All About Gas Fireplaces
Wood is good, but you can’t beat the ease of a fire that lights with the push of a button. The experts at This Old House explain what it takes to put a gas-fueled hearth in your homeThere’s only one thing better than a roaring fire on a wintry night: a roaring fire that needs no tending, requires minimal cleanup, and doesn’t leave the rest of the house freezing cold. That’s what you get with today’s gas fireplaces. Long gone are the anemic blue flames and unconvincing “logs.” Modern versions burn much more realistically, with glowing red embers and tall orange-yellow flames that dance and flicker around ceramic-fiber logs molded from the real thing.
Gas fireplaces come in three types: inserts, for folks who want to retrofit a wood-burning firebox with something more convenient and efficient; built-ins, for those who want a fireplace where there isn’t one now; and log sets, basic burners that sit in existing, open fireplaces. Both inserts and built-in fireplaces are reliable heat producers, filling your room with a mix of warm air and radiant heat. Log sets are usually more for looks than warmth. With each type, you have a choice between models that vent the flames’ fumes outside or vent-free versions that discharge all their heat, and exhaust, into the house.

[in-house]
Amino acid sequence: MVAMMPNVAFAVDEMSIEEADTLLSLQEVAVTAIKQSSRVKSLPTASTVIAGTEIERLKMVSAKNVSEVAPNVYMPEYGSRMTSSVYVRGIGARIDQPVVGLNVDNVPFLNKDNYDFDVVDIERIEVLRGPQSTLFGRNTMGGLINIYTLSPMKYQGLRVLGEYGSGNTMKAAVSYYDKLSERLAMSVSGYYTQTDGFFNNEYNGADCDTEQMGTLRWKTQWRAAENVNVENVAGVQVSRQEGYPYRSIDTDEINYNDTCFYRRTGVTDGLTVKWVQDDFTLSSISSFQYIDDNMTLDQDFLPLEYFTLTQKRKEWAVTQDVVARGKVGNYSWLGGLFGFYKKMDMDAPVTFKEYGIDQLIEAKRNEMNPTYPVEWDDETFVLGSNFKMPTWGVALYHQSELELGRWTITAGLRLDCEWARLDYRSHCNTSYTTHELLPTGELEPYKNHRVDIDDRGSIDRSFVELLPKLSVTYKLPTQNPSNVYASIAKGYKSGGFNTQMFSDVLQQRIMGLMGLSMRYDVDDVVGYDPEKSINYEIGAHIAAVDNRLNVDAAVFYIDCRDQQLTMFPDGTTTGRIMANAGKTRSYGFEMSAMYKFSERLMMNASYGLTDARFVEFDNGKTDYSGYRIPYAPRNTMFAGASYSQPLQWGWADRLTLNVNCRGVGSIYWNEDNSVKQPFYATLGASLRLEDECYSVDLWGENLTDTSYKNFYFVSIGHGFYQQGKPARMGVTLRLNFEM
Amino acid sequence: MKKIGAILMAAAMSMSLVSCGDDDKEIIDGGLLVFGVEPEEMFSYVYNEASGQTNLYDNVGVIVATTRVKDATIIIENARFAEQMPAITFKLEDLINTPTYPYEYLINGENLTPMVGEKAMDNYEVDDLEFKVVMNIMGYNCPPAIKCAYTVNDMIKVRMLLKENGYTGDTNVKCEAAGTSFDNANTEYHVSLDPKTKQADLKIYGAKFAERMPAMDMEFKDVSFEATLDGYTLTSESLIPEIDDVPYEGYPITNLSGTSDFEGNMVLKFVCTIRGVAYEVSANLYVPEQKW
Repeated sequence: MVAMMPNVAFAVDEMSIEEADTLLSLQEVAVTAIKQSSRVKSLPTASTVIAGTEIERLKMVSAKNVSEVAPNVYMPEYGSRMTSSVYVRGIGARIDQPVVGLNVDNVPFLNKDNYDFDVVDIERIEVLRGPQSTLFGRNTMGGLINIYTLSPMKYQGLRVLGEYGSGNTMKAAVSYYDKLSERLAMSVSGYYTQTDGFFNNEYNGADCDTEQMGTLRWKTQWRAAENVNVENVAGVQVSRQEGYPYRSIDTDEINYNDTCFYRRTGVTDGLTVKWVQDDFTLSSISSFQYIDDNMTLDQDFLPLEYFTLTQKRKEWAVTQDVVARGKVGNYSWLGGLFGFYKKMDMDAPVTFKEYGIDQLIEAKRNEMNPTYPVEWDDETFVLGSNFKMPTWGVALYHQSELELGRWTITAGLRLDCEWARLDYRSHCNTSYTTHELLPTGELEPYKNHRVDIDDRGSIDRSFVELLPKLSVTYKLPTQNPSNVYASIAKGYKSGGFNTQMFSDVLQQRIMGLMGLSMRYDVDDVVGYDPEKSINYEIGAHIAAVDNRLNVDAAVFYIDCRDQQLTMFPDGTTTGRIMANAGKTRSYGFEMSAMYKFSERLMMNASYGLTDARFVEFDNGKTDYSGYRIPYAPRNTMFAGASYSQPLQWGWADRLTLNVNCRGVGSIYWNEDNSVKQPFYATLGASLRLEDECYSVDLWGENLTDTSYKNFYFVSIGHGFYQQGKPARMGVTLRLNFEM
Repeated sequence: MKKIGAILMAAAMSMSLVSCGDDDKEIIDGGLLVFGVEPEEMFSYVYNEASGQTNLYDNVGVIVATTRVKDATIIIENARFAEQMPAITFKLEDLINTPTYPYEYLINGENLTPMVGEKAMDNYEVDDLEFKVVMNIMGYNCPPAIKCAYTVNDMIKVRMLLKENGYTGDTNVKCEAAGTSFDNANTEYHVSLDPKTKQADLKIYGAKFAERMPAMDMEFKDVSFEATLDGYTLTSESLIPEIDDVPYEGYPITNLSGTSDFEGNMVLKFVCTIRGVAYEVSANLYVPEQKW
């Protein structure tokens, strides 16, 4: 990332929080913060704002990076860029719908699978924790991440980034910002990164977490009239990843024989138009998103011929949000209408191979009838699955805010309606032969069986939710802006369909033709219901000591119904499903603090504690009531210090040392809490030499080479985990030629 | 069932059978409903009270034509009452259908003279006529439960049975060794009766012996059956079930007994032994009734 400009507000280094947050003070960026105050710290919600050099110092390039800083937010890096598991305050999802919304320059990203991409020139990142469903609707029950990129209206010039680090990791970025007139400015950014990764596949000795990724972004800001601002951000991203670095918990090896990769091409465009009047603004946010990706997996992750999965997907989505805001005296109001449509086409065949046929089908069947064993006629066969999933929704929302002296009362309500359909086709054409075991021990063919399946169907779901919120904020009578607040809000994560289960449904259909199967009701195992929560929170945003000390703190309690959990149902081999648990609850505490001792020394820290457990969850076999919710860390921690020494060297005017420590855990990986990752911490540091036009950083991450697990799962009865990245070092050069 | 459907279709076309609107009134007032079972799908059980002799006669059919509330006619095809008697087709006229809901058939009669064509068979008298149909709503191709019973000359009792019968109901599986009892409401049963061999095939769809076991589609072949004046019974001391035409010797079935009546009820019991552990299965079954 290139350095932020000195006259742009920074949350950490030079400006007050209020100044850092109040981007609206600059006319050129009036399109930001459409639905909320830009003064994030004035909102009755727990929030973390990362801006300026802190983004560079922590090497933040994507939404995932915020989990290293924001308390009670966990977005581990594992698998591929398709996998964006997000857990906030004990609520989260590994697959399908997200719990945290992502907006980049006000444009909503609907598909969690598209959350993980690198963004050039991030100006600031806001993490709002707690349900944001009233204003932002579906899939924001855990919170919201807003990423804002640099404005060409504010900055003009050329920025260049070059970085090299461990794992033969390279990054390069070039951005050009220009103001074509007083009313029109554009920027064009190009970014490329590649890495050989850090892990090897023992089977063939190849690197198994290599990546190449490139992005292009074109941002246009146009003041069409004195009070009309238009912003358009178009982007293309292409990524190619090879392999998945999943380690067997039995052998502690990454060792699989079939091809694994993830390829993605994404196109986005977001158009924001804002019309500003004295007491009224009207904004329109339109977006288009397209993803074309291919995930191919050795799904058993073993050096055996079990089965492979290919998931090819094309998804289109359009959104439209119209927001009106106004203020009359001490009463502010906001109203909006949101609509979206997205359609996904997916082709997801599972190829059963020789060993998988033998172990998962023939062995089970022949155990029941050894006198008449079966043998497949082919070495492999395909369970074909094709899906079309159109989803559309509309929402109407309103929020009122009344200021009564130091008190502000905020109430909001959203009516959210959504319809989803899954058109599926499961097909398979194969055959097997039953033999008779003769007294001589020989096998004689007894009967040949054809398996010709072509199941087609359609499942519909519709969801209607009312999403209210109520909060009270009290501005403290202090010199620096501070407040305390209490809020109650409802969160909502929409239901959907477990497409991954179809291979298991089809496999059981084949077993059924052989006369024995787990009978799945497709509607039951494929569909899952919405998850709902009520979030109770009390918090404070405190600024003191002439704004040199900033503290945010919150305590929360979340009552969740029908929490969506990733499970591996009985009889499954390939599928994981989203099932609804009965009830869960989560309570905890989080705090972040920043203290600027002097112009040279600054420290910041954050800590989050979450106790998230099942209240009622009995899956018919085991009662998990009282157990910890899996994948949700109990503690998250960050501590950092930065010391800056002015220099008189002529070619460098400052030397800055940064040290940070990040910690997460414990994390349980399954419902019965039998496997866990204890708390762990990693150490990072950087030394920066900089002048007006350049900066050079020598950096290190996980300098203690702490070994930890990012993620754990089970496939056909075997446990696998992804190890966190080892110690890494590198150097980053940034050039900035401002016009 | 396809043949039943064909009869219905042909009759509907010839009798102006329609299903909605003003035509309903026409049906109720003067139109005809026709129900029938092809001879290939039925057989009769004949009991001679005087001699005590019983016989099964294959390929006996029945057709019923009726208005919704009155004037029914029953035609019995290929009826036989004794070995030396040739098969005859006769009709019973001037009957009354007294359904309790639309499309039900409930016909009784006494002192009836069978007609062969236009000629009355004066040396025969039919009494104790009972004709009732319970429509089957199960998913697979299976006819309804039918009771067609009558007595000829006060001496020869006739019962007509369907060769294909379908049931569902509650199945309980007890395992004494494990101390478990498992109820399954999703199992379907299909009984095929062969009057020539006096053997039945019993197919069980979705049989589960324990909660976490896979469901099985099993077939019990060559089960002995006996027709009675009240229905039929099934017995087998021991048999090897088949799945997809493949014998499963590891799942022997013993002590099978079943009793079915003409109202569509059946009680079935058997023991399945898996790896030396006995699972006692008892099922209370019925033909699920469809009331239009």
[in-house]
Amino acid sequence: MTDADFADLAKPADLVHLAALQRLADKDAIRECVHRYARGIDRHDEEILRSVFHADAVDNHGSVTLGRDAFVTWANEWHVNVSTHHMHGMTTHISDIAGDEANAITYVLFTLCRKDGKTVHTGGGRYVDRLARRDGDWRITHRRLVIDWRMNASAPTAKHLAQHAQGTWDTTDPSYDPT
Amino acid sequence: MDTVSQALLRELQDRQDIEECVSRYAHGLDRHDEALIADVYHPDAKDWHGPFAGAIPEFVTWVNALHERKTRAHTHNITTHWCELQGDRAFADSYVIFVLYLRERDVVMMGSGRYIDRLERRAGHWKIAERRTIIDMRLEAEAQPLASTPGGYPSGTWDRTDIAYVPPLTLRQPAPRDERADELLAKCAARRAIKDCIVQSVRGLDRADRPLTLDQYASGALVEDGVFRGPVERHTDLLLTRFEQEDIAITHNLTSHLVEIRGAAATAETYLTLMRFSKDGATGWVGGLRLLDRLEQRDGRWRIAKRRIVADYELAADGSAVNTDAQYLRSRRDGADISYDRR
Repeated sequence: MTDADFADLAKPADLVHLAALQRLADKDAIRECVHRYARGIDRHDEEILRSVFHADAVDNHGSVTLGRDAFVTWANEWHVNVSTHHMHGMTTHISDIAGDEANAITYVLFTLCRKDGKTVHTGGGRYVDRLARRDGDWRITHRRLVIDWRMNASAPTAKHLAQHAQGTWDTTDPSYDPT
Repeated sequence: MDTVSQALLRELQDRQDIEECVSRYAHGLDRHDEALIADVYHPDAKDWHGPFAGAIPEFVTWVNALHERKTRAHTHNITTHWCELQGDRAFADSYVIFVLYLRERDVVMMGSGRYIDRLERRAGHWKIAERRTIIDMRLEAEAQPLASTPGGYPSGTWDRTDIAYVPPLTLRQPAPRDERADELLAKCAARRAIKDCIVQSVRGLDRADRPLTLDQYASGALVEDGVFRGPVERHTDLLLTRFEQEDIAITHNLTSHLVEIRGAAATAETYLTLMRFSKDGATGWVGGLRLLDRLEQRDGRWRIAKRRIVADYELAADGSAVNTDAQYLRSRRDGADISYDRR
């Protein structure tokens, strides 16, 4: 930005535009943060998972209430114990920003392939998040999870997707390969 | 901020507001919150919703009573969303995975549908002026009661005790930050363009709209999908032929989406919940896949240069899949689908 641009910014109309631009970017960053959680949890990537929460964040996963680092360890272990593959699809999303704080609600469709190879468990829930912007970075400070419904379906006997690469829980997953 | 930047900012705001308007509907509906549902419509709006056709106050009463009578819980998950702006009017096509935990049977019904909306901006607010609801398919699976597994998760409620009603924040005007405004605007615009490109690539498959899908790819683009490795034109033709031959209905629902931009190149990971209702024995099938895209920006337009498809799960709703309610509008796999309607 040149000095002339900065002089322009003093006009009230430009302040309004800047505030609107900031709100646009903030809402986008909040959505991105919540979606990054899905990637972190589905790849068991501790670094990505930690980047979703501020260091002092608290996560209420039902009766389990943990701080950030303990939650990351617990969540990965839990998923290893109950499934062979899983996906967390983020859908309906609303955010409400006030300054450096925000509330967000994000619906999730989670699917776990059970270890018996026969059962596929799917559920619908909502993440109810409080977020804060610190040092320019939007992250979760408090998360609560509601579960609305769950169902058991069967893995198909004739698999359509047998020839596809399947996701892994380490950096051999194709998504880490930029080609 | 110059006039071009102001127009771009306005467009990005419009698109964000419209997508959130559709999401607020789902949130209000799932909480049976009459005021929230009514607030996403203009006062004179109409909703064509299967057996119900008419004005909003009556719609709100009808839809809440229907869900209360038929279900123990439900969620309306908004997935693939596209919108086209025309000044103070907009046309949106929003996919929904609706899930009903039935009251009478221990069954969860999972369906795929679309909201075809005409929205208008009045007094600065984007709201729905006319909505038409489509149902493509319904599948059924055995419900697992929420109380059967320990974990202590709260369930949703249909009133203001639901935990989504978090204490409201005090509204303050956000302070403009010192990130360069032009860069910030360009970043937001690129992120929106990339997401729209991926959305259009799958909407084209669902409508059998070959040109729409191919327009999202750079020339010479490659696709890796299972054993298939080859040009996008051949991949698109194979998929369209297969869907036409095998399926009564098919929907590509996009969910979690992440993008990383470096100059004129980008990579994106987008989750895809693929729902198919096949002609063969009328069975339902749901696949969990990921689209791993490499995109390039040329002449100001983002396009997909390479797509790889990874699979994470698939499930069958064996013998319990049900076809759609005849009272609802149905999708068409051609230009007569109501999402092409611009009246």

On the following pages, we’ll help you pick the fireplace that’s right for you. We’ll also walk you through the key features to look for and explain how to get a unit that generates enough heat for your particular space. So when the first icy night of winter arrives, all it will take is a click of a remote control for you to cozy up in front of your blazing hearth.
Shown: A Craftsman-style mantel and tapered chimney chase make a gas fireplace the architectural focal point of this Seattle living room. Similar to shown: Majestic CDV Series 33-inch direct-vent fireplace, 18,000-Btu output (maximum); approximately $900;majesticproducts.com